By challenging these subtle, but pervasive messages reinforcing body ideals, Bohon explains that we are able to send strong messages to those around us that all bodies are good bodies—not just those that are “skinny,” “fit,” or “socially acceptable.”

Say Positive Things to Yourself Every Day

Research has long supported the concept of positive affirmations, or sayings, that you recite to yourself as a means to improve body image. One great way to take advantage of this is to stand in front of your mirror every morning and say a few positive things that you like about your physical appearance and/or things that you appreciate about your body. Bohon notes that this type of exercise can help strengthen your self-image and improve your body confidence overall.

Do Things You Avoid Doing Because of Your Body Image Concerns 

Many individuals are held back by negative body image. For example, someone may resist taking certain photos on days that they feel heavy or unattractive, or they may avoid going on a certain beach vacation for fear that they don’t look attractive in a bathing suit.

Bohon challenges her patients to go all out and do the things they want to do even if they feel their body image is holding them back. 

Cara Bohon, PhD

Act as if you are confident in your body, and the confidence may very well follow.

— Cara Bohon, PhD

Avoid Labeling Foods as “Good” or “Bad”

When we label foods “good” or “bad,” we create an unhealthy relationship with eating that can contribute to poor body image, because we shame ourselves when we give into the “bad” foods and praise ourselves for sticking with the “good” foods.

“Avoid eliminating entire food groups from your diet unless there is a food allergy or other condition diagnosed by your healthcare provider that warrants this,” Laing suggests. “Aim for an overall nutritious eating pattern that focuses on a variety of foods.”

Move Your Body in Ways You Enjoy

Exercise is beneficial for our health in a multitude of ways, and it can also help foster a positive body image. Laing recommends finding physical exercises, be it walking, running, swimming, or yoga, that you actually enjoy doing. Not only will this help ensure that you actually stick to these activities and incorporate them into your day-to-day life, but you’re not adding something into your routine that you dread, which can help boost your mood overall.

Take Your Focus Off Weight

In order to combat negative body image, Laing recommends taking the focus off weight, which may mean not weighing yourself if that’s a habit you incorporate often. Research finds that young adults, especially females, who weigh themselves frequently may suffer negative emotional consequences.

Emma Laing, PhD, RDN

All body sizes can be healthy, and each one deserves delicious and nutritious foods, regardless of how big or small they are. As you work to promote the above health behaviors within yourself or your family, be reminded that body weight or size is not a behavior.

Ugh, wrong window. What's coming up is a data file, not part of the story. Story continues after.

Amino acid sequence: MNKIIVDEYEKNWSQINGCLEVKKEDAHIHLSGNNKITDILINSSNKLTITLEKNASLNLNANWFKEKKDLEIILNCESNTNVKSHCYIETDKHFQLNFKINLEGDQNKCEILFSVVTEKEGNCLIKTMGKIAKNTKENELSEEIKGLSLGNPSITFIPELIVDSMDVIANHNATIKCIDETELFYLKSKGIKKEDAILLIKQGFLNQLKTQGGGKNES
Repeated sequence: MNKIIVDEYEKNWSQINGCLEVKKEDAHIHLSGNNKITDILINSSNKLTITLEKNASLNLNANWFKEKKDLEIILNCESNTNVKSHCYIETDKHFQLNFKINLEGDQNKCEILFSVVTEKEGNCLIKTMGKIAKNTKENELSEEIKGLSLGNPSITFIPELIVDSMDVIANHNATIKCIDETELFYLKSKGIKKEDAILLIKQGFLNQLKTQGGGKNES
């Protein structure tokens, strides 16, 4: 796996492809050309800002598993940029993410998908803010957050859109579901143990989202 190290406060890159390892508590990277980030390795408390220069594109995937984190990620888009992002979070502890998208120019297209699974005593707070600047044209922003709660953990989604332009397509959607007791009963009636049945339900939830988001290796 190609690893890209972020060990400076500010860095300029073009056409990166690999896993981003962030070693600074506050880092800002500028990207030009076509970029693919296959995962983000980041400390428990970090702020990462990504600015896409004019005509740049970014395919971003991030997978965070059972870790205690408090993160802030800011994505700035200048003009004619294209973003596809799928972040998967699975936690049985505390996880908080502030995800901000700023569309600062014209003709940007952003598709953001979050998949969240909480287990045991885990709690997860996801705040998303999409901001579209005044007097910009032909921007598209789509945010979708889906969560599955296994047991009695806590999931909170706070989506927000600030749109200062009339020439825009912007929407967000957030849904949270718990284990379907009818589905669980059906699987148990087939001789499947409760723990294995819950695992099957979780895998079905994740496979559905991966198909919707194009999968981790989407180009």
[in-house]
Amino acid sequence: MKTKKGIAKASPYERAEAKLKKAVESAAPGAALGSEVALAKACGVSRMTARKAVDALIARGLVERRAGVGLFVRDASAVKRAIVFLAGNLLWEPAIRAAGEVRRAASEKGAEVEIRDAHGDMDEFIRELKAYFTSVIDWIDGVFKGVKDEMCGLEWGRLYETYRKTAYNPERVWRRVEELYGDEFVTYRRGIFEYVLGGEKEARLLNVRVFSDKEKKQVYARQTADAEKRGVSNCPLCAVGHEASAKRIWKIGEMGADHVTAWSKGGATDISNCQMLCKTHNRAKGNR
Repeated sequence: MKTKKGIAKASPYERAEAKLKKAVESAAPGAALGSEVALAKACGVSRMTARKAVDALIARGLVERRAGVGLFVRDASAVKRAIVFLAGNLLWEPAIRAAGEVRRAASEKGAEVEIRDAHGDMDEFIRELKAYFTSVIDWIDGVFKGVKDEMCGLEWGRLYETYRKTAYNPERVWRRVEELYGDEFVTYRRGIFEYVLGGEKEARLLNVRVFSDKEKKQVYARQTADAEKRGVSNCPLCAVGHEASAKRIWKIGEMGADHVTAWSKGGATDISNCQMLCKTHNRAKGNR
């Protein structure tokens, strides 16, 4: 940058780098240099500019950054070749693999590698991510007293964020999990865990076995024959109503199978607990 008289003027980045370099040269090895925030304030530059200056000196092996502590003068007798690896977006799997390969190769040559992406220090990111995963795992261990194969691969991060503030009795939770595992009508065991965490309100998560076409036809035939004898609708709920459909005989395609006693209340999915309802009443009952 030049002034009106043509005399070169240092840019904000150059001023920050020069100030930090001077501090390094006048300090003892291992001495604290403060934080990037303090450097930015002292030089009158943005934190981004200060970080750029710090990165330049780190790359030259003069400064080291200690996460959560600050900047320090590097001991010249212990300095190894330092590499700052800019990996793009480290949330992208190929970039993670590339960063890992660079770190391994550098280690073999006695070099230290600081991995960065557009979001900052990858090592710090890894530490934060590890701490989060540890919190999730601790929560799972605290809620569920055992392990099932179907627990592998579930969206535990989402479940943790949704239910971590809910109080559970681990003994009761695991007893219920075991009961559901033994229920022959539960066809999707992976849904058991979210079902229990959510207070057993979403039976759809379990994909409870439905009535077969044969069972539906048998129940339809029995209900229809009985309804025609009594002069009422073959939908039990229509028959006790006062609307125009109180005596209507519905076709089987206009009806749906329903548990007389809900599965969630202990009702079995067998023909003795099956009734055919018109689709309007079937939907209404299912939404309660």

— Emma Laing, PhD, RDN

Dress for the Body You Have Today

While it can be emotionally challenging for some to accept that their body has changed, whether or not something caused it to change, such as a life event like pregnancy, forcing yourself to “fit back into” clothes is not helpful, notes Folden. Instead, she recommends showing your body the respect it deserves by purchasing and wearing clothes that actually fit and flatter it. 

A Word From Verywell

Cultivating a positive body image is not easy, and might be a life-long challenge. However, taking the very first steps towards leaving bad habits behind and embracing new ways of looking at yourself and your body can go a long way towards improving your life overall. For many, body acceptance is a more achievable goal than body positivity (and extremely worthwhile). If you continue to struggle with body image or your relationship with food, seek advice from a health care professional.

Frequently Asked Questions

  • How does body image affect self-esteem?

    Body image and self-esteem go hand in hand. When you have a positive body image, you feel more confident in your actions, the clothes you wear, your behaviors, etc., and your physical appearance takes up less room in your mind, which can open the door for new opportunities. 

  • What factors affect body image?

    Some of the factors that affect body image include social media, friends, family members, peers, colleagues, and societal conversations.  

  • How can you help someone with body image?

    The best way to help someone with body image is to set the right example and be body confident in yourself. Avoid any conversations that perpetuate appearance ideals, weight-loss goals, dieting, or clothing restrictions. If someone you know is really struggling, recommend that they seek out the help of a mental health professional, such as a psychologist who specializes in body image or eating disorders.

9 Sources
Verywell Fit uses only high-quality sources, including peer-reviewed studies, to support the facts within our articles. Read our editorial process to learn more about how we fact-check and keep our content accurate, reliable, and trustworthy.
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By Jenn Sinrich
Jenn Sinrich is a Boston-based freelance editor, writer, and content strategist. She received her BA in journalism from Northeastern University and has more than a decade of experience working as an on-staff editor for various publications.

Edited by
Lily Moe
Lily Moe for Verywell Fit

Lily Moe is a former fitness coach and current Editor for Verywell Fit. A wellness enthusiast, she can often be found in a hot yoga studio, trying a new recipe, or going for a long run in Central Park.